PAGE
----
“However, that takes meaningful collaboration – actually, doing the work, not just talking about it. Conversations need to become action items,” said Cannon.

“I am frustrated that the Mayor and senior administration – most working remotely, seem rather disengaged from our local business community. Nobody from the Mayor’s office regularly attends meetings of the Framingham Business Association. Those are important gatherings where our local business leaders give candid insight into what challenges they’re encountering and what help they need,” said the District 4 City Councilor.

Having the administration “choose” to miss informative sessions then the City will continue to lose those opportunities and lose the solutions for the local businesses, said Cannon.

The City Council has been asking questions and, “few answers or plans are forthcoming from the Mayor,” said Councilor Cannon.

“Several members of the Council work closely with our local businesses and we remain eager to collaborate with the Mayor and her administration – but we can’t overcome these challenges alone. Politics and petty squabbles need to be set aside to save our local businesses and reverse the trend of our increasing vacancy rates,” Cannon added.

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Framingham Planning & Community Development Director Kevin Shea said the effect from COVID-19 has been targeting the commercial sector in a negative way, while the residential “sector” has been doing well.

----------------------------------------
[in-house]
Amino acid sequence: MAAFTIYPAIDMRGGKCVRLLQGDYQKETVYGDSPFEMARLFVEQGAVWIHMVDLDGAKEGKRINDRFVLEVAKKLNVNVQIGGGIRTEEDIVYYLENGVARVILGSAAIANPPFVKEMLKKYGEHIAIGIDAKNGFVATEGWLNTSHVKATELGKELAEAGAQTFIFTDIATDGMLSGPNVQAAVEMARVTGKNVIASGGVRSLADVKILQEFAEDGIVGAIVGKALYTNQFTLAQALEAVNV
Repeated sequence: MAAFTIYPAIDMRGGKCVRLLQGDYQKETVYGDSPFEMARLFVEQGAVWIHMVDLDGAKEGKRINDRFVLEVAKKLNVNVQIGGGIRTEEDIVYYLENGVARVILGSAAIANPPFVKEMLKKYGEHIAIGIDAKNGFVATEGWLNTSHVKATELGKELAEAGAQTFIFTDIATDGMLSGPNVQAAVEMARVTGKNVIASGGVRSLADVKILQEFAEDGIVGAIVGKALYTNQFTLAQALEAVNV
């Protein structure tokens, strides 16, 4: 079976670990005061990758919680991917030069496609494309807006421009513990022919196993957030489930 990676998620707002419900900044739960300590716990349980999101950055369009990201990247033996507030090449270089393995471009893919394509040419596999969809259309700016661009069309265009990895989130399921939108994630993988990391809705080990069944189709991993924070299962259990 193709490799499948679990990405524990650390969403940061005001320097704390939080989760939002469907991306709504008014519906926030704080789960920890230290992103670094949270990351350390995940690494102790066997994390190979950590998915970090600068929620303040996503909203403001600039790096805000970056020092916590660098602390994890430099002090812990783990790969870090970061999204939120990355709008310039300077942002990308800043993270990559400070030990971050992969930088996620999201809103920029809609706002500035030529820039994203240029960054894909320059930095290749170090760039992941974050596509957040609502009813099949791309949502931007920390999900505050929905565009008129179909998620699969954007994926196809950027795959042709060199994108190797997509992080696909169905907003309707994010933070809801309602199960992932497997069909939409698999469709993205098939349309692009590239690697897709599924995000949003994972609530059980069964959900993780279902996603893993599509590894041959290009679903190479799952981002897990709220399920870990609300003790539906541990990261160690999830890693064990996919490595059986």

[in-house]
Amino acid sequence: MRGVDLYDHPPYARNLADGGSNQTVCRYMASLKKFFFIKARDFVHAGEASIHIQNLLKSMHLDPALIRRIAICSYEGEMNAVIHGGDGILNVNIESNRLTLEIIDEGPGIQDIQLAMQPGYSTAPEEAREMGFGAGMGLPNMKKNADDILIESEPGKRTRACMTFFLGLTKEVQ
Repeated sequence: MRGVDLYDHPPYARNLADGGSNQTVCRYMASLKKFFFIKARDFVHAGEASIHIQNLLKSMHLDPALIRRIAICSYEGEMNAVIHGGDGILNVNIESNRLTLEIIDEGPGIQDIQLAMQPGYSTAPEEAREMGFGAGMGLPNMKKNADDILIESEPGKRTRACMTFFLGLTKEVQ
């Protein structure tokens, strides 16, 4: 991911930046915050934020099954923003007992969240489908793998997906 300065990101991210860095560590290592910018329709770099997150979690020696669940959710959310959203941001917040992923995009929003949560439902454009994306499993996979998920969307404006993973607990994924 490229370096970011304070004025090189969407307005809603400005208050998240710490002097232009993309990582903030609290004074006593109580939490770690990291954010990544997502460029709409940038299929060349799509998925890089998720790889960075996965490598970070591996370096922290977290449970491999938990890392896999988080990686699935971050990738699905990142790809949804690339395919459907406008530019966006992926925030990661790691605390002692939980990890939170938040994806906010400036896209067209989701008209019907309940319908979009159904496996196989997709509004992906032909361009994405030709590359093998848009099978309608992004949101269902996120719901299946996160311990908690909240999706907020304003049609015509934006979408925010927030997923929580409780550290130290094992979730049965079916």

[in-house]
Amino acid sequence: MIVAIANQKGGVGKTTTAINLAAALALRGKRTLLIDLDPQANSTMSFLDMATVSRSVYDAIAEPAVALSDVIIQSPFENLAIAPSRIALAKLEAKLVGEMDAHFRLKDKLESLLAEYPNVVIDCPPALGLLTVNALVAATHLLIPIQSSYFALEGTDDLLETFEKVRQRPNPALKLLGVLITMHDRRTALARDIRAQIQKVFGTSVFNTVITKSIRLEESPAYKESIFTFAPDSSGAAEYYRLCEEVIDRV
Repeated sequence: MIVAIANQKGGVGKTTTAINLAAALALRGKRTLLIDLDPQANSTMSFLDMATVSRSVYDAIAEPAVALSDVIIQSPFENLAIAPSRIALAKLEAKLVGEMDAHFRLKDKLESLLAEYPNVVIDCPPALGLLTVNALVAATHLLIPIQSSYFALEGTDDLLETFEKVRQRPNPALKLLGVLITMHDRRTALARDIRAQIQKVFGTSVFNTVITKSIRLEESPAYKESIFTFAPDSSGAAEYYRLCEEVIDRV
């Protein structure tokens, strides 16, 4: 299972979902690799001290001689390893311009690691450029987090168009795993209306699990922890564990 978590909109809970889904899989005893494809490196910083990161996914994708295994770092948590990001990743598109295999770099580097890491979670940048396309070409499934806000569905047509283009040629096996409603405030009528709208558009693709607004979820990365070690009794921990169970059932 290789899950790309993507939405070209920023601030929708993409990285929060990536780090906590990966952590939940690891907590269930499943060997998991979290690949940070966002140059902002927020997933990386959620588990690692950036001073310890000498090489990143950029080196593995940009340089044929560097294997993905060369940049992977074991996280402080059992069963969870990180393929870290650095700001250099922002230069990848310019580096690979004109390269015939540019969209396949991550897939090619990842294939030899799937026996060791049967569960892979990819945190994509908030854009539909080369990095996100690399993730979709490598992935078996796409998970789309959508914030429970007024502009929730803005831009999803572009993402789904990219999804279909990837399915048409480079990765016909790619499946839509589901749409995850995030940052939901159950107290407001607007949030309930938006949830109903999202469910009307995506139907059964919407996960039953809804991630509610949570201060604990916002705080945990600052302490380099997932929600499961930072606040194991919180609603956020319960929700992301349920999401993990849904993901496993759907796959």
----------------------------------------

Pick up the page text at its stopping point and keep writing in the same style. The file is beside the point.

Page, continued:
Shea said, “According to the latest publication of the Banker and Tradesman the median value of a single-family home in Framingham increased from $450,000 in 2020 to $528,000 in 2021.

“According to the latest information provided by [COSTAR] Commercial Real Estate Services the current office vacancy rate in Framingham is 32.1%. A year ago, it was 23.75 %, said Shea.

A year into the pandemic now the City is “continuing to concentrate its efforts on providing financial assistance through our Coronavirus Aid, Relief, and Economic Security [CARES] Act,” this helps fund small businesses in the City and residents with emergency housing needs, said Shea.

“With our second round of the Housing of Urban Development [HUD,] Community Development Block Grant [CDBG,] and CARES Act, the city is also providing financial assistance to programs that provide homelessness prevention, emergency food distribution, and access to medical services for our underserved community.”

President and CEO of the MetroWest Chamber of Commerce Jim Giammarinaro said there are different types of commercial real estate, one being the Flex Base’s [Industrial Space] inventory is low, and that segment of the market has not been impacted as badly as restaurants and landlords dealing with the decline in customers and tenants.

Giammarinaro said, “The landlords have been trying to work with tenants, and the restaurant businesses – retail business are severely depressed, and I think they are more significant due to the COVID-19 impact.”

Giammarinaro added real estate has “definitely” been impacted by COVID-19.

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According to Giammarinaro, The Worcester Business Journal said, “37% of small businesses are closed [end of 2020,]” so “them being closed people can’t pay their rent, and the biggest part of that was those businesses rely on foot trafficking – retailers and hotels.”

Giammarinaro added, “You have to define it by business segments, the Industrial and Manufacturing segment [Industrial Parks], they haven’t been as affected since those businesses have survived better in COVID-19.”